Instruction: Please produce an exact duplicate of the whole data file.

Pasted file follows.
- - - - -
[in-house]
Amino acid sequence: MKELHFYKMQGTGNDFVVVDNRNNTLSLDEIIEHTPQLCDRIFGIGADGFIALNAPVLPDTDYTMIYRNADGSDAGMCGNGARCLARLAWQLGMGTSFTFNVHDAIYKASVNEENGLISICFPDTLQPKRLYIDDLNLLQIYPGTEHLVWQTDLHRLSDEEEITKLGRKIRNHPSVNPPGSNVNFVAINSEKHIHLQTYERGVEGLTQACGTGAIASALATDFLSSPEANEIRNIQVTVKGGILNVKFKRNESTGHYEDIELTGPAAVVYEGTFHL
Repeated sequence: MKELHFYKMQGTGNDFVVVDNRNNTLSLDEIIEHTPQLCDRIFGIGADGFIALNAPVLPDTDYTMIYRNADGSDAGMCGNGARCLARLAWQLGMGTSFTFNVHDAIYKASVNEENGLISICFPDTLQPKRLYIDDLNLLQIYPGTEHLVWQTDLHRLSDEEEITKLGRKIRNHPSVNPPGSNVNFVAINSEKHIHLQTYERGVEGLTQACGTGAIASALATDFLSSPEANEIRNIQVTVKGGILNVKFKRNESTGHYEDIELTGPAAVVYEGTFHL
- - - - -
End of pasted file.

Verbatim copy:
[in-house]
Amino acid sequence: MKELHFYKMQGTGNDFVVVDNRNNTLSLDEIIEHTPQLCDRIFGIGADGFIALNAPVLPDTDYTMIYRNADGSDAGMCGNGARCLARLAWQLGMGTSFTFNVHDAIYKASVNEENGLISICFPDTLQPKRLYIDDLNLLQIYPGTEHLVWQTDLHRLSDEEEITKLGRKIRNHPSVNPPGSNVNFVAINSEKHIHLQTYERGVEGLTQACGTGAIASALATDFLSSPEANEIRNIQVTVKGGILNVKFKRNESTGHYEDIELTGPAAVVYEGTFHL
Repeated sequence: MKELHFYKMQGTGNDFVVVDNRNNTLSLDEIIEHTPQLCDRIFGIGADGFIALNAPVLPDTDYTMIYRNADGSDAGMCGNGARCLARLAWQLGMGTSFTFNVHDAIYKASVNEENGLISICFPDTLQPKRLYIDDLNLLQIYPGTEHLVWQTDLHRLSDEEEITKLGRKIRNHPSVNPPGSNVNFVAINSEKHIHLQTYERGVEGLTQACGTGAIASALATDFLSSPEANEIRNIQVTVKGGILNVKFKRNESTGHYEDIELTGPAAVVYEGTFHL